This fall, a Missouri school district will start randomly drug testing students who participate in extracurricular activities.
This is in accordance with a policy passed by the school board last spring.
Steve Klotz, assistant superintendent, said the measure will affect most of the 700 middle and high school students in the district.
“Of those 700, we anticipate approximately 80 percent of them will be part of the tested population, because they participated in regulated activities,” he said.
Parents of those students who don’t take part in extracurricular activities or park on school grounds can voluntarily place them in the testing pool.
Disciplinary actions will come in a three-tiered system. For the first positive test, the student will be suspended from extracurricular activities for 30 days. For a second positive result, there will be a 90-day activity suspension, and for a third positive result, there will be a year’s suspension from all extracurricular activities.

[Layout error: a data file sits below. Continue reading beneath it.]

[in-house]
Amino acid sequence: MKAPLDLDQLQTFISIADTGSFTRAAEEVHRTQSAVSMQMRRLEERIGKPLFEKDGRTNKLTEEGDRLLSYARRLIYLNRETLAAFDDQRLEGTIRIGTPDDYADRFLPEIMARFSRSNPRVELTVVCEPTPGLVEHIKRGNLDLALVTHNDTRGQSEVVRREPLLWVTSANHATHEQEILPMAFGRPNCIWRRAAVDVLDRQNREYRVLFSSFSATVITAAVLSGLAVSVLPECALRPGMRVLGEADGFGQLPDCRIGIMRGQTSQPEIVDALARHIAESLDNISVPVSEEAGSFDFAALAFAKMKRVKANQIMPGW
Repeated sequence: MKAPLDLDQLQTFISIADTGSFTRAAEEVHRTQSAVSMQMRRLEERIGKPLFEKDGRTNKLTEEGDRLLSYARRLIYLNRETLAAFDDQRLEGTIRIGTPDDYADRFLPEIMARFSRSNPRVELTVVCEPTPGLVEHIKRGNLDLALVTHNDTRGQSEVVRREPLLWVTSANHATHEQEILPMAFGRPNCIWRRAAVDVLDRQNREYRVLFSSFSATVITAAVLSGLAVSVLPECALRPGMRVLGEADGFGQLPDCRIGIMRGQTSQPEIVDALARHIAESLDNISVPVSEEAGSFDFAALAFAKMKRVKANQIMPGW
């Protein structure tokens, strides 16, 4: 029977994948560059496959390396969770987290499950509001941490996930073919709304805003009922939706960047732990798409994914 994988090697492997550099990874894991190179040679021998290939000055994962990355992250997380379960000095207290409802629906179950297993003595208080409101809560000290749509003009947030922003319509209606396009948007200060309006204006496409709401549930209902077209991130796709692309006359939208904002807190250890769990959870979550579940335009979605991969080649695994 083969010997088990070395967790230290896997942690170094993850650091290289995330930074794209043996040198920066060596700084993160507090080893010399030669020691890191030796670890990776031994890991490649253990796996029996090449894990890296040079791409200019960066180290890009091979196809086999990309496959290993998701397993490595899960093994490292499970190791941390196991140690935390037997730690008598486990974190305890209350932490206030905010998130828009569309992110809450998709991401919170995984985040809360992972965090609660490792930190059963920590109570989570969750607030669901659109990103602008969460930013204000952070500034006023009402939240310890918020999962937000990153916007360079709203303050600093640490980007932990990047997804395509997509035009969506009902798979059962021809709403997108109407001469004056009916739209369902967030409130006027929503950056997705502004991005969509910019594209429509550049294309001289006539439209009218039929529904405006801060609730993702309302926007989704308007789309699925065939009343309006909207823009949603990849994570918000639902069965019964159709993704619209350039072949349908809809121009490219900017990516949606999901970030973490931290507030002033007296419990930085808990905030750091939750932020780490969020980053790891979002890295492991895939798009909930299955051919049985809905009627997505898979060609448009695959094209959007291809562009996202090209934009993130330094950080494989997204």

Employee Screening Services, a Springfield, Mo.-based company, will conduct the testing. There will be two types of testing measures available: a four panel which costs $14, and a more comprehensive, 12-panel test that comes at a cost of $21.
Mr. Klotz estimates it will cost the district between $5,000 and $7,000 a year to administer the test.
Read more at News Press Now.
Although both the school district and most parents support the effort, that does not mean that the policy will escape litigation. In the past, students have sued school districts who have introduced random drug testing.
What do you think? Will random drug testing deter drug use among use?
Is this a waste of already precious resources?
A violation of student rights?
Sound off below!